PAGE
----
The opinion of the court was delivered by: CURTIN
The plaintiffs, all students who are presently under a one-semester suspension from Alfred University, commenced this action pursuant to the Civil Rights Act (42 U.S.C. § 1983; 28 U.S.C. § 1343) on August 28, 1968, asking the following relief: (1) an injunction compelling Alfred University to reinstate them as students for this fall semester; (2) an injunction restraining Alfred from imposing penalties upon students for exercising their right to free speech; (3) a declaratory judgment declaring null and void certain guidelines entitled "A Policy on Demonstrations" (see Appendix 1), which was promulgated by the university early in 1968; and (4) damages in the amount of $100,000.
In addition to their main action requesting permanent relief the plaintiffs, by order to show cause, sought a temporary restraining order.
The parties have agreed that the actions for a temporary restraining order and permanent injunction and the declaratory judgment action be tried together, pursuant to Rule 65(a)(2) of the Federal Rules of Civil Procedure.
On Saturday morning, May 11, 1968, an ROTC drill ceremony was held on the football field at Alfred University to honor certain outstanding cadets for their performance during the past school year. This was also the Annual Parents' Day, and the stands at the field were filled with several hundred parents and other spectators. A separate reviewing stand reserved for officials and special guests had been erected about two feet above ground level between the stands and the field, and about eight or ten feet from the football field sideline. Next to the reviewing stand was placed a table upon which various trophies and honors to be awarded certain of the cadets were placed.
As the cadets were forming on the field, the seven plaintiffs, a faculty member and eight other students came out along the sideline in single file between the reviewing stand and the area where the honor cadets were eventually to assemble to receive their awards. These "demonstrators" carried signs which carried four different messages. One called for the abolition of compulsory ROTC at Alfred University; a second advocated the establishment of academic courses in black history; a third urged an increase in the number of Negro scholarships at Alfred; and a fourth protested against the war in Vietnam. The protesters marched up and down two or three times in single file in front of the stands, and then took a standing position in front of the stands with their signs held facing the grandstand. On various occasions, these signs were raised so as to block the spectators' view of the cadets on the field. One of the demonstrators shouted at the people in the grandstand: "You don't want your sons to go to Vietnam and get killed, do you?" Some of the spectators reacted by booing and by shouting back: "Get off the field; get out of the way!"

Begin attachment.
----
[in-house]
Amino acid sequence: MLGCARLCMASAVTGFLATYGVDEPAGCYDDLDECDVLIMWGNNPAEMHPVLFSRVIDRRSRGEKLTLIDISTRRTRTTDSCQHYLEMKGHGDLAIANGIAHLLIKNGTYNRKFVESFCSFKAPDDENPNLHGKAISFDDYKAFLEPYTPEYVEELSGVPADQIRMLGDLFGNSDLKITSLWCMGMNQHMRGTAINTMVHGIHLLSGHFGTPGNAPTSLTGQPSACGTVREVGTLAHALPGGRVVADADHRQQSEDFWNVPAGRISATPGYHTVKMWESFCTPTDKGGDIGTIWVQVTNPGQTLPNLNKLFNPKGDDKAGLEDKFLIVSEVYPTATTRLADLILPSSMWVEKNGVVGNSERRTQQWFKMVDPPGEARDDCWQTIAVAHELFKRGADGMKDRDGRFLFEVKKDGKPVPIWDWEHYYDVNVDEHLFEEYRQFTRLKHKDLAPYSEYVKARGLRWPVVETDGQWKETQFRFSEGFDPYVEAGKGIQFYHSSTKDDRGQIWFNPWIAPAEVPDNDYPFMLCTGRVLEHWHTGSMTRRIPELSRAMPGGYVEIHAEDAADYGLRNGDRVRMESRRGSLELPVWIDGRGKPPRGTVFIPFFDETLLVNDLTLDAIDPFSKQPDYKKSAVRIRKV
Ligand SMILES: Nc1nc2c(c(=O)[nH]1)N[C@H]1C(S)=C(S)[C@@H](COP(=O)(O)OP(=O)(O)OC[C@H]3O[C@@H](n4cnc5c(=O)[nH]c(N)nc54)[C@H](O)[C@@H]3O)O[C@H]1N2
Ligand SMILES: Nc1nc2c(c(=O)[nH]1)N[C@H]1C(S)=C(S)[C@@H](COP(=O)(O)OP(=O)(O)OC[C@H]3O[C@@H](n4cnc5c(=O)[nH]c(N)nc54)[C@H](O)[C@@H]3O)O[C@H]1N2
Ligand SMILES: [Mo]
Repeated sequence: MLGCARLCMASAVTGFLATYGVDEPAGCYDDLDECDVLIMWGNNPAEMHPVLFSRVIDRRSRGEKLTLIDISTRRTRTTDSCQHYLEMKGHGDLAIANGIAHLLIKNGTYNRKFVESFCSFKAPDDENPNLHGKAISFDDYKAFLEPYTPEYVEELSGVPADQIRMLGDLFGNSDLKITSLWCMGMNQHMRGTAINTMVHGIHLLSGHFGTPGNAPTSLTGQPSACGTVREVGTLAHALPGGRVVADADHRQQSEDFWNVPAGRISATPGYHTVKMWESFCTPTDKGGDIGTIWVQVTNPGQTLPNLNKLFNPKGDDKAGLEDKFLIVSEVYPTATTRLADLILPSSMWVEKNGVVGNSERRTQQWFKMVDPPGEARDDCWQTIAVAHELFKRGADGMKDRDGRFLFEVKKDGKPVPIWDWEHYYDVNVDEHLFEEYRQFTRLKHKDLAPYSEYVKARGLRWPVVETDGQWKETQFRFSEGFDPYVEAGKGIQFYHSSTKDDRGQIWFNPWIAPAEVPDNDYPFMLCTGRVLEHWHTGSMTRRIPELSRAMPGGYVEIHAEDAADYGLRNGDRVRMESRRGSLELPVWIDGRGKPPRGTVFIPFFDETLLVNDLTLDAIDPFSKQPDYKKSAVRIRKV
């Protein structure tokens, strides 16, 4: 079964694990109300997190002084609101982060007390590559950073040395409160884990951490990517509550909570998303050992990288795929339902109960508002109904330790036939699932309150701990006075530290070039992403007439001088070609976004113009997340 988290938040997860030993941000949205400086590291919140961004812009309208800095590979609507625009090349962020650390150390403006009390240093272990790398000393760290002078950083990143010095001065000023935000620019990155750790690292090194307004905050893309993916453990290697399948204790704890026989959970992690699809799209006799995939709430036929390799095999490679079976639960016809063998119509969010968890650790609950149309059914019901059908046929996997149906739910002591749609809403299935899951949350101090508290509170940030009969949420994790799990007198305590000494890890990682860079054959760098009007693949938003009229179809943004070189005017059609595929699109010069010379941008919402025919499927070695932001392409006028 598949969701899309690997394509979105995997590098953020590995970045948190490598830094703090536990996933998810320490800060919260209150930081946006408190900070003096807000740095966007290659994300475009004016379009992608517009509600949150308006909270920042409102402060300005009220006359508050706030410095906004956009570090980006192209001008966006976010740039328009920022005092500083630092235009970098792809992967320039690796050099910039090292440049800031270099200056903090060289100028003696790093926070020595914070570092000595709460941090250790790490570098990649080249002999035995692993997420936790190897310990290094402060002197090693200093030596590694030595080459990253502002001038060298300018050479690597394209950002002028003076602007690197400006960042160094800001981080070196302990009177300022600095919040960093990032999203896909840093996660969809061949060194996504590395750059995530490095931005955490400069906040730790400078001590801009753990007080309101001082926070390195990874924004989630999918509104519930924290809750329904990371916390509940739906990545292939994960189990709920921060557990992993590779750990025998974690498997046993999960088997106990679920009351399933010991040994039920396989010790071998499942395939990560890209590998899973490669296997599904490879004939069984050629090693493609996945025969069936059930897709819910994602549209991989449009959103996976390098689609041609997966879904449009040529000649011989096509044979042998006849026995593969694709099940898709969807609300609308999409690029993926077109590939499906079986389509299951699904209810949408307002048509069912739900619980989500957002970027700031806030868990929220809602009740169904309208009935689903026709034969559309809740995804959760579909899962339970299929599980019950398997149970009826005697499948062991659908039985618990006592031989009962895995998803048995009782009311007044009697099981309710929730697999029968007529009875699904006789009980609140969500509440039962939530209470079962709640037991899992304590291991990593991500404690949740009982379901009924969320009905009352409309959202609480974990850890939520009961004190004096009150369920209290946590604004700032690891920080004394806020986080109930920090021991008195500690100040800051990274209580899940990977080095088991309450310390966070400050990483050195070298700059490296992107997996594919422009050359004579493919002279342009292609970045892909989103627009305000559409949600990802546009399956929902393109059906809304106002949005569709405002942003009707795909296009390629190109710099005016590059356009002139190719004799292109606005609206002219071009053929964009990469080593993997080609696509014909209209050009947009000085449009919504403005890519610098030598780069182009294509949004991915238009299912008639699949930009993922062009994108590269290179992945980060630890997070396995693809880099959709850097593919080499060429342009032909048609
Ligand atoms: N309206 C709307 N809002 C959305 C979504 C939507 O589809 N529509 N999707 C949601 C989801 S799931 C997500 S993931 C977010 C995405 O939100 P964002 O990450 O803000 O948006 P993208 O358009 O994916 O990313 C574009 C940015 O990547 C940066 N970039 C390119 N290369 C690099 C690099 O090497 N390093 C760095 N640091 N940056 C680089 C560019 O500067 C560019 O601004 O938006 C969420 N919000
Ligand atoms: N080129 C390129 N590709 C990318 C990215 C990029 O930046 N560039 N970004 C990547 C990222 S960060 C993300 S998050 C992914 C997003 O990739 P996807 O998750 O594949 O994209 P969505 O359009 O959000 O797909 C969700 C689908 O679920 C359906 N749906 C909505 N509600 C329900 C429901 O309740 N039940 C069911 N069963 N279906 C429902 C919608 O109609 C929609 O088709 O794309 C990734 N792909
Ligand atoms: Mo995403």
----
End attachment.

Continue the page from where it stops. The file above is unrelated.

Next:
The Dean of Students, Paul F. Powers, was in the pressbox at the top of the grandstand. He was in a good position to see and hear the reaction of the spectators. He could see that the people in the reviewing stand and many spectators in the grandstand would not be able to see the cadets. Furthermore, he could observe the position of the demonstration and their probable interference with the cadets marching on the field. After the demonstrators had been on the field for about five minutes, it became clear to the Dean that they intended to remain where they were. He determined that the demonstrators were in violation of the university guidelines, and he then addressed them in these words:
"I now request that you modify your demonstration procedure by leaving the field. You are in violation of the university policy and guidelines in that you are interrupting a classroom situation, and I request that you remove yourselves from the field." (Testimony of Emile Powe at pp. 25-26.)